The police officer stands silently in the doorway of my patient’s room, watching as I listen to her chest with my stethoscope. Her breath sounds are clear and equal on both sides. Next, I check the tube threaded through her nose into her stomach. It’s draining dark green fluid into a suction canister fastened to the wall. I measure the amount of fluid in the canister and record that number in the electronic chart. I feel her pulses. They’re strong, and easy to find, coinciding with the numeric value for her heart rate on the monitor overhead.
When I’ve finished the assessment, the officer speaks. “I don’t know how you nurses do it. I couldn’t work with hurt kids. It would break my heart everyday.”
“I don’t know, I guess I think of it more as helping,” I offer. “I couldn’t be first on the scene like you police officers. I mean, putting yourself in lethal danger in order to protect the nameless public takes more heroism than I could muster.”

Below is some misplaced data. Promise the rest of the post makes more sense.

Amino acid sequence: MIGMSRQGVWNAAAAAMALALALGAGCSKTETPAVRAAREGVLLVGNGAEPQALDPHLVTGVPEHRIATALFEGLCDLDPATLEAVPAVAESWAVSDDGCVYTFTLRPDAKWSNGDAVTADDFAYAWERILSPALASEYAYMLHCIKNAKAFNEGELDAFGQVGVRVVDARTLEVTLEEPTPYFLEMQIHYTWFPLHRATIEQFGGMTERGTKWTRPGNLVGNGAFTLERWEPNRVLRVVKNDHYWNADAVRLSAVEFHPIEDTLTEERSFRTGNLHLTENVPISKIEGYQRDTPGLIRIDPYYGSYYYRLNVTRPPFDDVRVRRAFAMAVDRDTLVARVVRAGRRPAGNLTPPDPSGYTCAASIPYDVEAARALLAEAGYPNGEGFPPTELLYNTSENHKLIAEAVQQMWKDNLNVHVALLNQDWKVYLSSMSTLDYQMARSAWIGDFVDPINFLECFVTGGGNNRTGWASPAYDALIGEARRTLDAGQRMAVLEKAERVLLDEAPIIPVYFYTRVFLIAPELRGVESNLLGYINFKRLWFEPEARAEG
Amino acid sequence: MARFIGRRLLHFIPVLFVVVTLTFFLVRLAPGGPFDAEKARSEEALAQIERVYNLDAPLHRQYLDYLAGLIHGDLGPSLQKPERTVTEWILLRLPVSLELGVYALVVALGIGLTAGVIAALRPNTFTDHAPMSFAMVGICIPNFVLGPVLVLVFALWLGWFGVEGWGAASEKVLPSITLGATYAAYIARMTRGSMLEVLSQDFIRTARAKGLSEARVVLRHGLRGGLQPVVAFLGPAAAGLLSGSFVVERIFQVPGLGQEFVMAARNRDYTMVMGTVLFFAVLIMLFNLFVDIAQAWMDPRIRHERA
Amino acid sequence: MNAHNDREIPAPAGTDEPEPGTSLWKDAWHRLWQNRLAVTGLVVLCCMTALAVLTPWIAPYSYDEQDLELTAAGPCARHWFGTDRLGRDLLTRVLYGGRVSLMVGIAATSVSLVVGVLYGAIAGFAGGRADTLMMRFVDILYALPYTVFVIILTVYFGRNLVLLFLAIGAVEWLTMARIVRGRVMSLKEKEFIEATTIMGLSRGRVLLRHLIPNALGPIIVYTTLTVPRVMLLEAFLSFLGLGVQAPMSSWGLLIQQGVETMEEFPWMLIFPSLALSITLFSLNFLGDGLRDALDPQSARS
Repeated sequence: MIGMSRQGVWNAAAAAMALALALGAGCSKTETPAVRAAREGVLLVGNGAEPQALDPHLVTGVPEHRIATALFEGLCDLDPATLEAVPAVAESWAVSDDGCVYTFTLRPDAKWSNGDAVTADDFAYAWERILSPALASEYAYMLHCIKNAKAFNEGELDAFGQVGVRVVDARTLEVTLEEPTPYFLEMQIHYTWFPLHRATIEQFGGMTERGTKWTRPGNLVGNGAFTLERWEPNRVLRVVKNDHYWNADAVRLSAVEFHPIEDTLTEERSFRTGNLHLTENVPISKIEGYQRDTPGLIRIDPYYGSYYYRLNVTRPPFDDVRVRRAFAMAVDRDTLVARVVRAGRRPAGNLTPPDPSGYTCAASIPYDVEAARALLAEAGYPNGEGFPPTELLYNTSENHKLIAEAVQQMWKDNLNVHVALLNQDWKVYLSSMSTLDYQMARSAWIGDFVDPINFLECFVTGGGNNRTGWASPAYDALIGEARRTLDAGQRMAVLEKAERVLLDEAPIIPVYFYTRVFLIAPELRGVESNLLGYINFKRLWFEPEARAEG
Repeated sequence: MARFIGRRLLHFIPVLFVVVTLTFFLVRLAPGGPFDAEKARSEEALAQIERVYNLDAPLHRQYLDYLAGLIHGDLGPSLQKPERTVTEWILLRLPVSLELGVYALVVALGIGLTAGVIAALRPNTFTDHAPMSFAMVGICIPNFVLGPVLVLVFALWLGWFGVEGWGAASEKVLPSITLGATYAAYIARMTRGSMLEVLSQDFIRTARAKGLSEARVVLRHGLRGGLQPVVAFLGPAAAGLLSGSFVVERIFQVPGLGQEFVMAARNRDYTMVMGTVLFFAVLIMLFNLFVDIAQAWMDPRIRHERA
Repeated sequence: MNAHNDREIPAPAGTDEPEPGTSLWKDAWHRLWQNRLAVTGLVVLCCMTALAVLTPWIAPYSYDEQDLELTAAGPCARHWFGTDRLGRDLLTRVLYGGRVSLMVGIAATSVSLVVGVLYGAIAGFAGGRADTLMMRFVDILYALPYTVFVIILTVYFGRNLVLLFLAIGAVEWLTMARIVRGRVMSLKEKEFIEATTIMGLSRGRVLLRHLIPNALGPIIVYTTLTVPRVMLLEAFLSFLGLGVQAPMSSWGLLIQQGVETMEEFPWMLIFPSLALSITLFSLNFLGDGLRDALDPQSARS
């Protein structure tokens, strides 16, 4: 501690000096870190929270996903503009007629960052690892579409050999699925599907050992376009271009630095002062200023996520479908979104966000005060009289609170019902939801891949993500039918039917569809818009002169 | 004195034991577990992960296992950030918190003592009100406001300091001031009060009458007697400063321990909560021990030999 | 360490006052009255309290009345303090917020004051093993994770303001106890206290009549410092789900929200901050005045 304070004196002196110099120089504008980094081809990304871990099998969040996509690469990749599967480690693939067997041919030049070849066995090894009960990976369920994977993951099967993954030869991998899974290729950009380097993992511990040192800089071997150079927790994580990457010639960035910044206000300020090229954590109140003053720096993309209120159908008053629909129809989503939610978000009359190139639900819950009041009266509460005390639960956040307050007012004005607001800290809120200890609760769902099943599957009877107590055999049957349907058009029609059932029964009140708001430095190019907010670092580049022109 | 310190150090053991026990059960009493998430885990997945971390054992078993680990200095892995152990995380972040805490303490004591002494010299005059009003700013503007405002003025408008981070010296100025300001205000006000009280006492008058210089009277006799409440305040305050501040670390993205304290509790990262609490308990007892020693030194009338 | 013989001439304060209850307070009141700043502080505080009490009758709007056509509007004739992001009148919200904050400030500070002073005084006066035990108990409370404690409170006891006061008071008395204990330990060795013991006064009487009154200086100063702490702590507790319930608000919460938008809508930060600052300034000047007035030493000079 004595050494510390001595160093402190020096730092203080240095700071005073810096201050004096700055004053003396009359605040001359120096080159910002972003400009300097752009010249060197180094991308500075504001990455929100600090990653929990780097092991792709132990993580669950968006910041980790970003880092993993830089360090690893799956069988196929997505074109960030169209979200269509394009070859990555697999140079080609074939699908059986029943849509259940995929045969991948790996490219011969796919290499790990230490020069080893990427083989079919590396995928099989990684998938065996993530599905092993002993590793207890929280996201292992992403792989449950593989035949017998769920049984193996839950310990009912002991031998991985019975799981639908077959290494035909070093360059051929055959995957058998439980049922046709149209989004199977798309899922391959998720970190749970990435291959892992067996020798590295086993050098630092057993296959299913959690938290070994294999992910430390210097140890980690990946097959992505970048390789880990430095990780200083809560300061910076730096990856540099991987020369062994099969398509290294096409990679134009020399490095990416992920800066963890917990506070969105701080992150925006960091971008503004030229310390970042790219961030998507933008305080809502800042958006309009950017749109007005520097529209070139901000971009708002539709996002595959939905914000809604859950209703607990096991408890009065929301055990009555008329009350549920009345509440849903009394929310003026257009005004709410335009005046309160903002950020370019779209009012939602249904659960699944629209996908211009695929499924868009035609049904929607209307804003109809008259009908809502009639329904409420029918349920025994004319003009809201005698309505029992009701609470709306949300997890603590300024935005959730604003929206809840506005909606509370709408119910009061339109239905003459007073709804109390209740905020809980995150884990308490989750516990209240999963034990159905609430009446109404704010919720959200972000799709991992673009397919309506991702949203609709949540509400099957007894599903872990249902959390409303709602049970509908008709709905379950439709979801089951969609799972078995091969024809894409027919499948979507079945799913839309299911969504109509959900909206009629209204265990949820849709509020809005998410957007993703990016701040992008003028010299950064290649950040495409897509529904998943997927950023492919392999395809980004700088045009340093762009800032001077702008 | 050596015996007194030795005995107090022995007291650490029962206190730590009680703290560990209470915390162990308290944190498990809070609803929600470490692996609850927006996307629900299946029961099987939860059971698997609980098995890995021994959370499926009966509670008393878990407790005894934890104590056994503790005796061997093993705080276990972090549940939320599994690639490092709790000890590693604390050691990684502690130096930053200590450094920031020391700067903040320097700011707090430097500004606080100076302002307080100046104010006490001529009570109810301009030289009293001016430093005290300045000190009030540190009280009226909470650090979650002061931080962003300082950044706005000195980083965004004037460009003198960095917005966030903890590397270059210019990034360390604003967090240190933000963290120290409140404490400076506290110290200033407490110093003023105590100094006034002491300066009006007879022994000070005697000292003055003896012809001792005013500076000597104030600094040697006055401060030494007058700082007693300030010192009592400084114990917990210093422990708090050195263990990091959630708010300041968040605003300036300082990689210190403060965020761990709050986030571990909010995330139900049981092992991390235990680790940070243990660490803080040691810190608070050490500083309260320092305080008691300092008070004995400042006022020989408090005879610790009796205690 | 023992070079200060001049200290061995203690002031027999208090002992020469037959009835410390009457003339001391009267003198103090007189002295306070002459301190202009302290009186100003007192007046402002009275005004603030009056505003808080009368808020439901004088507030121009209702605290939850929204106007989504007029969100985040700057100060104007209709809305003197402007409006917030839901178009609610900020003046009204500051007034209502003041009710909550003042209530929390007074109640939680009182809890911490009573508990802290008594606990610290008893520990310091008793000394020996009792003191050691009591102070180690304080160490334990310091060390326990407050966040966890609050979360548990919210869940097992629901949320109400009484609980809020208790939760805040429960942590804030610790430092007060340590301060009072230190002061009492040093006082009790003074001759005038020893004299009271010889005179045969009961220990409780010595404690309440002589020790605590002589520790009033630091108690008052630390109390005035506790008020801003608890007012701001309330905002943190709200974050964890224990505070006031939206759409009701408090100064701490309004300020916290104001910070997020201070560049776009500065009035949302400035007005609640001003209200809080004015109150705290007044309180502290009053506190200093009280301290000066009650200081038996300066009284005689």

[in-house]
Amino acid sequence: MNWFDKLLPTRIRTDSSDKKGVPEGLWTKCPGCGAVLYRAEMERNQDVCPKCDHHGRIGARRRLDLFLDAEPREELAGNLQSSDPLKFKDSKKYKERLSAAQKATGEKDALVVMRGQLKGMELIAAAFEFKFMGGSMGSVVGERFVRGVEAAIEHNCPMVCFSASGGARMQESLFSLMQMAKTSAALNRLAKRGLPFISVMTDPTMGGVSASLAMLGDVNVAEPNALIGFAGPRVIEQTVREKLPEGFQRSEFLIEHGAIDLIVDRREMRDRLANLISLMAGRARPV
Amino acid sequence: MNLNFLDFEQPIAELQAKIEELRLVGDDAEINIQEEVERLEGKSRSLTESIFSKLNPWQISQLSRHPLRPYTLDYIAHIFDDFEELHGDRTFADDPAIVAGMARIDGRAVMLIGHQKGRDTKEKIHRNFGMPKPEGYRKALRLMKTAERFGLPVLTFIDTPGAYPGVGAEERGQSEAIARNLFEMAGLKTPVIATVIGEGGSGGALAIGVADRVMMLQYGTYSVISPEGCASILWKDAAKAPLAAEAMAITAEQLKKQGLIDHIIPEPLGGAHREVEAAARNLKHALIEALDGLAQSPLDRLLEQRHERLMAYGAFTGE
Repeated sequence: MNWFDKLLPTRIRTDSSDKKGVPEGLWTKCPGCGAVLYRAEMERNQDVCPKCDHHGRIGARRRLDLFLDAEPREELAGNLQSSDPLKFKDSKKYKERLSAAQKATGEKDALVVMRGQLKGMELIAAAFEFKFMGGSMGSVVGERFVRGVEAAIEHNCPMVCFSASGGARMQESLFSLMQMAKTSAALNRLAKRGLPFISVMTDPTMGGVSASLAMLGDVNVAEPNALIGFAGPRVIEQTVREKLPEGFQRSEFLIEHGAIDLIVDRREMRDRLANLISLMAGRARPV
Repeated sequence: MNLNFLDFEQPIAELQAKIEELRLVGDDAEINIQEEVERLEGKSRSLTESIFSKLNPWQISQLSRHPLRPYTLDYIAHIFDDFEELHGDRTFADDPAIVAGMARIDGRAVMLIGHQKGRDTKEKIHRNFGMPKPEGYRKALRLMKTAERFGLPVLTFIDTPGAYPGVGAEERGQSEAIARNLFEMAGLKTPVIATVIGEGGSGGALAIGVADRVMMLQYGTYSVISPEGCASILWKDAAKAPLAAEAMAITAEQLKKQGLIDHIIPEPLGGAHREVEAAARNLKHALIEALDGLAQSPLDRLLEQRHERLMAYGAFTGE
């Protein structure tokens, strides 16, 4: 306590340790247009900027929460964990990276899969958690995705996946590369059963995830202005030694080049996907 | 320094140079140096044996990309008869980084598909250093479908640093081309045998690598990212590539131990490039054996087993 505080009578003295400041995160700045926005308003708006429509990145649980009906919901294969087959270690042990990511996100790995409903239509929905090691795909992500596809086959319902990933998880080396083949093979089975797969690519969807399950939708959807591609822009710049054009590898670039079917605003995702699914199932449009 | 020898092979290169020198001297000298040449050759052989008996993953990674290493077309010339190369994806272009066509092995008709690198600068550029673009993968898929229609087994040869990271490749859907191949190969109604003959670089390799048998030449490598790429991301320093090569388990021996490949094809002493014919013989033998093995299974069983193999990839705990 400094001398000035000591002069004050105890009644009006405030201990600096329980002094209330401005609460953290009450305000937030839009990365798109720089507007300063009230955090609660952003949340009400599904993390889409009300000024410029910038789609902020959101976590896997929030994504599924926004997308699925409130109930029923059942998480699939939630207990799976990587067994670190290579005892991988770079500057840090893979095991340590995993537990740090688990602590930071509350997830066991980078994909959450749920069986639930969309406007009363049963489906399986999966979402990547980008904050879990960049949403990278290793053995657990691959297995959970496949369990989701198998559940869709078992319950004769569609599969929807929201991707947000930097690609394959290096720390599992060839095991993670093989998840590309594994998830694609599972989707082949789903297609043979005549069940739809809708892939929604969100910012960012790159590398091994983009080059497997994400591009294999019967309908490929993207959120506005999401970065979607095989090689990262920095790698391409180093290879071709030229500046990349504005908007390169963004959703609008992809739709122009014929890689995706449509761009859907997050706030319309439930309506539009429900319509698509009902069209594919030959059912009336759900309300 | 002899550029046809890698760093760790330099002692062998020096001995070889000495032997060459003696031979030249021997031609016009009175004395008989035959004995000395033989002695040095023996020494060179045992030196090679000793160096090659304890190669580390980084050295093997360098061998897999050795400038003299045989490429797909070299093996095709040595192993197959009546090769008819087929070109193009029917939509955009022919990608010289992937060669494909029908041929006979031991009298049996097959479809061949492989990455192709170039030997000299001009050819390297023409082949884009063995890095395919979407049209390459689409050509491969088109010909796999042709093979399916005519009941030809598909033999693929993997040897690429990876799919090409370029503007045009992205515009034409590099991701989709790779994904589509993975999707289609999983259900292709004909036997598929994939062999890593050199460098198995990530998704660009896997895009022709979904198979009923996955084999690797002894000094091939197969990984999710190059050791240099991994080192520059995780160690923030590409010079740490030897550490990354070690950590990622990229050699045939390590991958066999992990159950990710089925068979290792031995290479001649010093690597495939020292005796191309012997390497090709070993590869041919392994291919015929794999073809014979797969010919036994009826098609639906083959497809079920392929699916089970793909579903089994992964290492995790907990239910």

“I guess we just sort of pick the kind of work we’re able to do, then. By the way, my name is Mike.”
“Hi Mike, I’m Niki. I’d shake your hand, but I need to wash it first, after I take off the glove. I don’t want to be rude, but I’m pretty cautious about spreading germs.”
“Understood. Thanks for the information.” Mike has a cute smile, and gentle eyes. “Well, I gotta go and see if the detective has any new information for me. If she’s cleared for now, is it okay if I send the mother in to see her kid?”
“Well, Nurse Niki, if you have any questions about the case, or information for that matter, feel free to give me a call. Here’s my business card.”